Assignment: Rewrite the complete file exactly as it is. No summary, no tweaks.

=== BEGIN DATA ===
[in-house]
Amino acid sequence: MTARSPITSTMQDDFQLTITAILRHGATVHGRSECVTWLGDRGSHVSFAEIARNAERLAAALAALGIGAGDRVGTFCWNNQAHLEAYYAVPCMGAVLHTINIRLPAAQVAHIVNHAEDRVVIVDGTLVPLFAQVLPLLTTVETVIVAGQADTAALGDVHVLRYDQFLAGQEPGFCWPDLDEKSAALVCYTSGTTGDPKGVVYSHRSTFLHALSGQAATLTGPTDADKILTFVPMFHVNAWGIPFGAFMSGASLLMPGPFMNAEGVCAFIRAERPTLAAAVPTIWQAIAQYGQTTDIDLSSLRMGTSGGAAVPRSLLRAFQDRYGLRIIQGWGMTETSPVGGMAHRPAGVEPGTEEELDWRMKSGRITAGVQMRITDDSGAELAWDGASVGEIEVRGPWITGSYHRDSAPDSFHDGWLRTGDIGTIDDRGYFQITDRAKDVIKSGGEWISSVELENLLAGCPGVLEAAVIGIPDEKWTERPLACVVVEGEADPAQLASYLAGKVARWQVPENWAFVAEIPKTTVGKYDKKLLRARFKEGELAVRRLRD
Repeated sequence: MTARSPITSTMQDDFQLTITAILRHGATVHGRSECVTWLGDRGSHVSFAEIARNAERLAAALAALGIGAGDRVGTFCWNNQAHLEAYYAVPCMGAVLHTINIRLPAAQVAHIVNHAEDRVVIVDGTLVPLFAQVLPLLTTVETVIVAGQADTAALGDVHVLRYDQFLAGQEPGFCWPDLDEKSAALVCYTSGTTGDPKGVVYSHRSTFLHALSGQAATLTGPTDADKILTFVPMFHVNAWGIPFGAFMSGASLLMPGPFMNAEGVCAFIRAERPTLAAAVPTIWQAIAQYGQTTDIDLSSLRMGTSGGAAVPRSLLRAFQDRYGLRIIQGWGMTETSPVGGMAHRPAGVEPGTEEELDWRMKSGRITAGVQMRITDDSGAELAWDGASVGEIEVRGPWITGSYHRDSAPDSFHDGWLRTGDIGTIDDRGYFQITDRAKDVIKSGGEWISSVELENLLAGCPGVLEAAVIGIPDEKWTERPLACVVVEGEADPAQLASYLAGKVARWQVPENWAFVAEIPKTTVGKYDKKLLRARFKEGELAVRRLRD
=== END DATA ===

[in-house]
Amino acid sequence: MTARSPITSTMQDDFQLTITAILRHGATVHGRSECVTWLGDRGSHVSFAEIARNAERLAAALAALGIGAGDRVGTFCWNNQAHLEAYYAVPCMGAVLHTINIRLPAAQVAHIVNHAEDRVVIVDGTLVPLFAQVLPLLTTVETVIVAGQADTAALGDVHVLRYDQFLAGQEPGFCWPDLDEKSAALVCYTSGTTGDPKGVVYSHRSTFLHALSGQAATLTGPTDADKILTFVPMFHVNAWGIPFGAFMSGASLLMPGPFMNAEGVCAFIRAERPTLAAAVPTIWQAIAQYGQTTDIDLSSLRMGTSGGAAVPRSLLRAFQDRYGLRIIQGWGMTETSPVGGMAHRPAGVEPGTEEELDWRMKSGRITAGVQMRITDDSGAELAWDGASVGEIEVRGPWITGSYHRDSAPDSFHDGWLRTGDIGTIDDRGYFQITDRAKDVIKSGGEWISSVELENLLAGCPGVLEAAVIGIPDEKWTERPLACVVVEGEADPAQLASYLAGKVARWQVPENWAFVAEIPKTTVGKYDKKLLRARFKEGELAVRRLRD
Repeated sequence: MTARSPITSTMQDDFQLTITAILRHGATVHGRSECVTWLGDRGSHVSFAEIARNAERLAAALAALGIGAGDRVGTFCWNNQAHLEAYYAVPCMGAVLHTINIRLPAAQVAHIVNHAEDRVVIVDGTLVPLFAQVLPLLTTVETVIVAGQADTAALGDVHVLRYDQFLAGQEPGFCWPDLDEKSAALVCYTSGTTGDPKGVVYSHRSTFLHALSGQAATLTGPTDADKILTFVPMFHVNAWGIPFGAFMSGASLLMPGPFMNAEGVCAFIRAERPTLAAAVPTIWQAIAQYGQTTDIDLSSLRMGTSGGAAVPRSLLRAFQDRYGLRIIQGWGMTETSPVGGMAHRPAGVEPGTEEELDWRMKSGRITAGVQMRITDDSGAELAWDGASVGEIEVRGPWITGSYHRDSAPDSFHDGWLRTGDIGTIDDRGYFQITDRAKDVIKSGGEWISSVELENLLAGCPGVLEAAVIGIPDEKWTERPLACVVVEGEADPAQLASYLAGKVARWQVPENWAFVAEIPKTTVGKYDKKLLRARFKEGELAVRRLRD